BST column: Owen Oyston appears unwilling to sell Blackpool FC
It will surprise no-one to be told Owen Oyston does not want to sell Blackpool FC, his most public symbol of wealth and power.
Many were sceptical when the official club statement was released late last year declaring that Blackpool FC was up for sale.
And despite there being at least five interested parties (to the best of BST’s knowledge), further evidence (private and public) has emerged in recent weeks of the Oystons’ reluctance to engage in moving sale negotiations forward.
It is not clear to the Trust just how many of the interested parties are wishing to position serious bids. Several claim to have signed non-disclosure agreements with the owners but on the evidence of one potential buyer – quoted extensively in The Gazette this week – that “you cannot do business when you can’t see what you’re buying”, it appears Owen Oyston is backtracking and is not willing to seriously entertain the possibility of selling to anyone.
It all lends credence to the belief that Owen is in denial. He has lodged an appeal against Judge Marcus Smith’s ruling – surely a delaying tactic at best – and the next £10m payment to Valeri Belokon is due by the end of this month.
He appears to hope that he can win an appeal, raise enough collateral to pay off Belokon at a reduced rate and remain in charge of the club he has controlled for the last 30 years. And if his hand is forced, then it looks as though he wants to retain ownership of the stadium and merely sell the club as a whole or in part as a franchise to new owners.
Any of those permutations are absolutely the last thing the fans want and the last thing the football club and the town needs. The Oystons have to go!
The Trust made it clear to interested parties we have had dialogue with that:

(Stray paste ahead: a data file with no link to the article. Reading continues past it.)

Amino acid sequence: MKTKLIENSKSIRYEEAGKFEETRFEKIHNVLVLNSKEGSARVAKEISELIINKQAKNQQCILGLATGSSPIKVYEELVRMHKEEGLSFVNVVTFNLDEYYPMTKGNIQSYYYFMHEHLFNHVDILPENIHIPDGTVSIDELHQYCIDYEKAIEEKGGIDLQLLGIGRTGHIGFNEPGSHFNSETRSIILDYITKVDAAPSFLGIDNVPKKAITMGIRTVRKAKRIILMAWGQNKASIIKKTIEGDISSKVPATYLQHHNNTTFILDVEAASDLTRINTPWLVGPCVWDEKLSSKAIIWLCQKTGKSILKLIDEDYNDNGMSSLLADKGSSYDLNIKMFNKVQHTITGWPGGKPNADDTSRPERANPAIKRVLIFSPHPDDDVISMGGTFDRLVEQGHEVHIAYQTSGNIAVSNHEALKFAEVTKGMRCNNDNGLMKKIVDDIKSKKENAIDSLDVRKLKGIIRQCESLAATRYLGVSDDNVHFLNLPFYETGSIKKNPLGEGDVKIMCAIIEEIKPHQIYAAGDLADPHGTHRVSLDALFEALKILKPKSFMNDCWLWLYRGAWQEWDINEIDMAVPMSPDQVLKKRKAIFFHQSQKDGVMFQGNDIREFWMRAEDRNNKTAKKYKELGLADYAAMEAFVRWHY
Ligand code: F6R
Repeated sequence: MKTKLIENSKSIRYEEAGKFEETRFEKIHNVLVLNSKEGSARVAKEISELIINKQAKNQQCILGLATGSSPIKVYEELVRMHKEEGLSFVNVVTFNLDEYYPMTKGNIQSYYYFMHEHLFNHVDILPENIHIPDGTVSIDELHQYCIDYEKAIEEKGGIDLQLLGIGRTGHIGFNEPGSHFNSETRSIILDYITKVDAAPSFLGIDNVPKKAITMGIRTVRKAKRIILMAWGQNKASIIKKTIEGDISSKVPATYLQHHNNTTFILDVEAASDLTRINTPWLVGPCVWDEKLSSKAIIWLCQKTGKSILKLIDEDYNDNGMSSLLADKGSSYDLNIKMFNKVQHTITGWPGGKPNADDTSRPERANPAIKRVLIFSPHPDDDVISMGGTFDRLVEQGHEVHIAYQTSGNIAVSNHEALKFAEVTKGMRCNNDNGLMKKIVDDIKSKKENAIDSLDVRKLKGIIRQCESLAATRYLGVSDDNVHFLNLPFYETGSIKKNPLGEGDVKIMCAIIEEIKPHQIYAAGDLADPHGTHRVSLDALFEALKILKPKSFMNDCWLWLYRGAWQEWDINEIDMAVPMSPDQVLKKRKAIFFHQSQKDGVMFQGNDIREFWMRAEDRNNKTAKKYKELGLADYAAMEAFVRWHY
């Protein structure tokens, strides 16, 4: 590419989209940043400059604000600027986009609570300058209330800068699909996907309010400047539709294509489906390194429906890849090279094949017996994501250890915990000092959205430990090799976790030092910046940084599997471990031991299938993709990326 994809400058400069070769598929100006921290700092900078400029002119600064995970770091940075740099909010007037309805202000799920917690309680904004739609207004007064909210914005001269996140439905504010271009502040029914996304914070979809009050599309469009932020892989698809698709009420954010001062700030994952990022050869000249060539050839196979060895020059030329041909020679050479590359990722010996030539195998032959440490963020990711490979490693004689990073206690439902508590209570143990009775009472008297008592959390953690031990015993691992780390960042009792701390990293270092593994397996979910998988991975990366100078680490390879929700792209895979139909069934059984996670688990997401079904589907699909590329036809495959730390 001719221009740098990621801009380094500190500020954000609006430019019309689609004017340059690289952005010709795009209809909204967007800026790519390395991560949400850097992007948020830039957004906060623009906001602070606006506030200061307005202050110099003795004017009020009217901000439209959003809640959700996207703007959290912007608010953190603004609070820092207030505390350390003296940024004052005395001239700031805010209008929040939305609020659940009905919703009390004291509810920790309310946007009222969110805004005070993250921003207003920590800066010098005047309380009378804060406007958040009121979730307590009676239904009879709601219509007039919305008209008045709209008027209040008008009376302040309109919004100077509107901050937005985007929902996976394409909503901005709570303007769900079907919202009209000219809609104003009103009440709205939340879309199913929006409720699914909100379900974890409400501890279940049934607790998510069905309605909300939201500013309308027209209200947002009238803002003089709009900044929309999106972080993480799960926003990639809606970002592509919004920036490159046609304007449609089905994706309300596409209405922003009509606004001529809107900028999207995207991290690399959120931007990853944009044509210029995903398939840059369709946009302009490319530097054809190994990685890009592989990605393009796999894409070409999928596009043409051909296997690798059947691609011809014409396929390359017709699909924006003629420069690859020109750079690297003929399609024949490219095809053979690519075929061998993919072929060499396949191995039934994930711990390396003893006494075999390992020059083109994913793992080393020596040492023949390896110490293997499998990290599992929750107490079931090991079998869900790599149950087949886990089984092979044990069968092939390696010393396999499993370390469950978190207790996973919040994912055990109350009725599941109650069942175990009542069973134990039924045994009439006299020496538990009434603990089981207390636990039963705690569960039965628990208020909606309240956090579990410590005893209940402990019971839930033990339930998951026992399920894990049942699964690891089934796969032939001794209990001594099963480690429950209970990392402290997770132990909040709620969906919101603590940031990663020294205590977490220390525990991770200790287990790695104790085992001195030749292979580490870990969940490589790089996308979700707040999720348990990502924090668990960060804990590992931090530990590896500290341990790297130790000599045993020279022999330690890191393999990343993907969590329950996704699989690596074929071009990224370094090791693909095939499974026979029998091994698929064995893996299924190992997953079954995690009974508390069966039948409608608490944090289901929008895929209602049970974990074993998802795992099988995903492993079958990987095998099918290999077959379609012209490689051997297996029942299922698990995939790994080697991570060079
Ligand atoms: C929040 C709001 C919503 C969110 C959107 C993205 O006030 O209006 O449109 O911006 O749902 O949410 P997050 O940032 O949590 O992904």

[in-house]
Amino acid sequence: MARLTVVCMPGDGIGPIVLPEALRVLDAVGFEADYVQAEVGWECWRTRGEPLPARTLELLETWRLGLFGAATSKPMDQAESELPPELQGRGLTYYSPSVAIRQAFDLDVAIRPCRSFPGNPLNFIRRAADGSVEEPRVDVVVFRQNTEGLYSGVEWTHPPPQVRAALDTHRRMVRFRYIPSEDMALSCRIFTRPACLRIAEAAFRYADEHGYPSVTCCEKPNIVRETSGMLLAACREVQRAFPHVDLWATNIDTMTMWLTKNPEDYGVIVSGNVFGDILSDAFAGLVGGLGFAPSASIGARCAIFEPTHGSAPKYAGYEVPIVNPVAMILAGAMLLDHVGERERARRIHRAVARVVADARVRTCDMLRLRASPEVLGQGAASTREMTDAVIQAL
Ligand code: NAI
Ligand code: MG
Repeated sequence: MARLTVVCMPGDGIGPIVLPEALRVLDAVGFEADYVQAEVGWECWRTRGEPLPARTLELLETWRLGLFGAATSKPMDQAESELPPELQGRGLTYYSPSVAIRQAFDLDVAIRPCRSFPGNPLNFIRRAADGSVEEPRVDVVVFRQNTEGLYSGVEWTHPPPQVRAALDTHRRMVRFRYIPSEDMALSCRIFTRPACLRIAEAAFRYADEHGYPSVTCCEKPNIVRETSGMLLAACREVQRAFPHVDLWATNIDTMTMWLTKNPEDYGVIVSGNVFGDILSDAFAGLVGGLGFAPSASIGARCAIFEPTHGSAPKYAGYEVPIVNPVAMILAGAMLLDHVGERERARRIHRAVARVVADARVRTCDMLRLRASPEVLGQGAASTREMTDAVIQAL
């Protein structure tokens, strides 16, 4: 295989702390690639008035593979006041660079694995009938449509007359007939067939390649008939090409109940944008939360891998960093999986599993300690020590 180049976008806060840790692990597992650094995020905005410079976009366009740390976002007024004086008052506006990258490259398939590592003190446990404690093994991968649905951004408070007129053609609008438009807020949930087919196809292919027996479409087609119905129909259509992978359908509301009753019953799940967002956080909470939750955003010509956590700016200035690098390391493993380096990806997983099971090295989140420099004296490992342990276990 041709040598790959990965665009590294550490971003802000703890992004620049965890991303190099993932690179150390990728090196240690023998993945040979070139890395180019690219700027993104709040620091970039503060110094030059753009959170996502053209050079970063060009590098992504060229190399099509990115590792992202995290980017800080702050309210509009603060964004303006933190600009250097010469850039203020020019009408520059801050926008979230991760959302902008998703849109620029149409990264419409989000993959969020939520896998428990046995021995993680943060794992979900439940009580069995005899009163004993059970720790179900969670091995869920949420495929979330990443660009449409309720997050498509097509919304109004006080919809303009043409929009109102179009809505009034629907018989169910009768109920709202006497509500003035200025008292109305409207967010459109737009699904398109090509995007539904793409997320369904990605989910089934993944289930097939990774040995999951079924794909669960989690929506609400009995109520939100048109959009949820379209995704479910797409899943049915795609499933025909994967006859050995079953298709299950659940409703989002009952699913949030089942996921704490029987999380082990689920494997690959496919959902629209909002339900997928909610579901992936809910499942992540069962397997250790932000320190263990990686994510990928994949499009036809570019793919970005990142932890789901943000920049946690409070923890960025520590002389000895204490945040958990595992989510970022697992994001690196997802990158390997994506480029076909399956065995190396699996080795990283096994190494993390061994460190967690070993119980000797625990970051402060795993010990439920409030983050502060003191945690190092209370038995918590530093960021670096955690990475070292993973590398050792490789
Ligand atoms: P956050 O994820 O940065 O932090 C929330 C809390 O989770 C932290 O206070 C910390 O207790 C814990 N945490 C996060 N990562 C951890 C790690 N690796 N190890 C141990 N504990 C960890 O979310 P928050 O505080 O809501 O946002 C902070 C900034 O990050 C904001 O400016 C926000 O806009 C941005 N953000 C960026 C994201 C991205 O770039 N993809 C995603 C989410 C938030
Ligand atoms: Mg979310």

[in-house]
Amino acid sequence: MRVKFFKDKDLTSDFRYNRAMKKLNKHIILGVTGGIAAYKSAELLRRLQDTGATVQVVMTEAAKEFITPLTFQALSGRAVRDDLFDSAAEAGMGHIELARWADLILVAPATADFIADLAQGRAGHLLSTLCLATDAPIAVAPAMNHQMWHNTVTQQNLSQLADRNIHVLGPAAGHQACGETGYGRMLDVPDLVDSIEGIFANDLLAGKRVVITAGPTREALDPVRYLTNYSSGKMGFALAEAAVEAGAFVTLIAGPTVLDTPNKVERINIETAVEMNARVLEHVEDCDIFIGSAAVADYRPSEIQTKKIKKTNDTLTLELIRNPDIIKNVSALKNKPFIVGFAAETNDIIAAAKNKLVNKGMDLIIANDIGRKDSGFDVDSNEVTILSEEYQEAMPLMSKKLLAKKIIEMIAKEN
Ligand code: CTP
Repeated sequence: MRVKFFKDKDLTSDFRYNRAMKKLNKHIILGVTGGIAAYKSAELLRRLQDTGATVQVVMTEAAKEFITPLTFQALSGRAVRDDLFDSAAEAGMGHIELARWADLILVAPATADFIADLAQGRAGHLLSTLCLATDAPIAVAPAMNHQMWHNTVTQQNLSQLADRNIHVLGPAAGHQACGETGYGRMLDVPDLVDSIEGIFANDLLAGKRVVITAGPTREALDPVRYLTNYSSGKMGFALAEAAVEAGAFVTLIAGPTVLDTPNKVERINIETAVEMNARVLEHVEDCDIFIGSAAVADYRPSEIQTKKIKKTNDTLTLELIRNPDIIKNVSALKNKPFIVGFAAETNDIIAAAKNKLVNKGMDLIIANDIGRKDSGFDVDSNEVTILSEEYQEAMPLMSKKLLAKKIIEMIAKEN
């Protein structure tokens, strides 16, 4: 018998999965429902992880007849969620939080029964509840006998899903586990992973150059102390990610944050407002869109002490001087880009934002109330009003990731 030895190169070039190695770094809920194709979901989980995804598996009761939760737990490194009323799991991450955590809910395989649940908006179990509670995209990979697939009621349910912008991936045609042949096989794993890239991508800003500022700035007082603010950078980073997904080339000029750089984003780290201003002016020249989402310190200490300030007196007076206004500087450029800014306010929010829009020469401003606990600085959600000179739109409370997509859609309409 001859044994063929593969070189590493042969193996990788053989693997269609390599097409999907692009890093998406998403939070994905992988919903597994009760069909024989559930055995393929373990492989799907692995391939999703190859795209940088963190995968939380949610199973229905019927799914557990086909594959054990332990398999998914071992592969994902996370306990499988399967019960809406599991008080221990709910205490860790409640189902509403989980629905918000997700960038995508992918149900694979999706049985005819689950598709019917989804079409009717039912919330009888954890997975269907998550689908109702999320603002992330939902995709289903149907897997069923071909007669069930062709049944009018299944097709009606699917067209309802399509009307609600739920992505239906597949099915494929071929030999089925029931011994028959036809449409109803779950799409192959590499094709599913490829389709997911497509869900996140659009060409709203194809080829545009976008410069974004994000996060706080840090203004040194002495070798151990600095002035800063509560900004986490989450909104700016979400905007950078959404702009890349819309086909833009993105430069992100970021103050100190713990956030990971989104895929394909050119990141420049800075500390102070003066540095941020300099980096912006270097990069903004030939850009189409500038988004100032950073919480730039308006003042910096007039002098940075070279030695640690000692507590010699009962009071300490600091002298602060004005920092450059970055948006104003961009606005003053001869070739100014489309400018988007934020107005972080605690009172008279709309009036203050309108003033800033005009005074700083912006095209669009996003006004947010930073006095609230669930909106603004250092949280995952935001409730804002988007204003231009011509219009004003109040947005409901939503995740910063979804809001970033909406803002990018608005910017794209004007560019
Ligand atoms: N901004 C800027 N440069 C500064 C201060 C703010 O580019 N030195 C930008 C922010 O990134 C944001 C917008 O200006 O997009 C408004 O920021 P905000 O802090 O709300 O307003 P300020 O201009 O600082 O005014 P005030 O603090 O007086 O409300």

A) a franchise solution is not in the best interests of Blackpool FC. On commercial grounds it makes no sense. Owning the stadium gives security of tenure and a base to build from; income from use of the stadium would be a necessary revenue stream for the club as it seeks to re-establish a sustainable future.
B) any continuing involvement of the Oystons is not in the best interests of Blackpool FC. The idea of the club paying rent to the Oystons for use of Bloomfield Road would not go down well; in fact any hint that Owen or Karl would retain any share-holding or influence in the running of the club or derive any financial benefit would be anathema to most supporters, especially those for whom Not A Penny More has been a sustained point of principle.
It doesn’t hurt to reiterate that a change of ownership presents our best chance for a clean break with the dubious practices and toxic relations of the last several years.
However, a change doesn’t necessarily bring an improvement. There are many examples of clubs changing hands only for the new owners to be as bad as or worse than their predecessors. As supporters we have every right to hope that whoever is looking to take over Blackpool FC will be better for the club, the fans and the community than the Oystons – but sometimes something a bit more rigorous than hope is required.
Any potential owner or investor with genuine intentions of rebuilding Blackpool FC will surely need the goodwill of the thousands of fans who have been staying awa because of the actions and attitude of the Oystons.
As the largest, democratic supporters organisation at the club, Blackpool Supporters’ Trust has a duty not only to voice ideas for the future (hence the draft manifesto printed in this column in the last two weeks) but also to seek an active involvement in the change process, working to identify good potential owners and to filter out bad ones.
The Trust suggests that any party with a serious ambition to make a bid for Blackpool FC should engage with BST (via [email protected] in the first instance).